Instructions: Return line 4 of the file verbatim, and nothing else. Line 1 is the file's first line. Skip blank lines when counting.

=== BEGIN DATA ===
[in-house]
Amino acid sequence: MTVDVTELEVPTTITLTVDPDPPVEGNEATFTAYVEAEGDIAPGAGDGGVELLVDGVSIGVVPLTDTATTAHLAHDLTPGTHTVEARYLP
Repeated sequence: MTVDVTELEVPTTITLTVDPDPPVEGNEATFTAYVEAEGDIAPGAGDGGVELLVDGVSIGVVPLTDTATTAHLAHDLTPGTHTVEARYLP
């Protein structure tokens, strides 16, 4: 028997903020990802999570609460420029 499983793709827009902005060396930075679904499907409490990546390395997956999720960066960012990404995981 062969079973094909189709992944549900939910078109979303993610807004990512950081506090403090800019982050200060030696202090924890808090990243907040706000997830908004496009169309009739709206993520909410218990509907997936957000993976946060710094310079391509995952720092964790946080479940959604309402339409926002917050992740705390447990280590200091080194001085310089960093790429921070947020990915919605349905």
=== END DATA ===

């Protein structure tokens, strides 16, 4: 028997903020990802999570609460420029 499983793709827009902005060396930075679904499907409490990546390395997956999720960066960012990404995981 062969079973094909189709992944549900939910078109979303993610807004990512950081506090403090800019982050200060030696202090924890808090990243907040706000997830908004496009169309009739709206993520909410218990509907997936957000993976946060710094310079391509995952720092964790946080479940959604309402339409926002917050992740705390447990280590200091080194001085310089960093790429921070947020990915919605349905």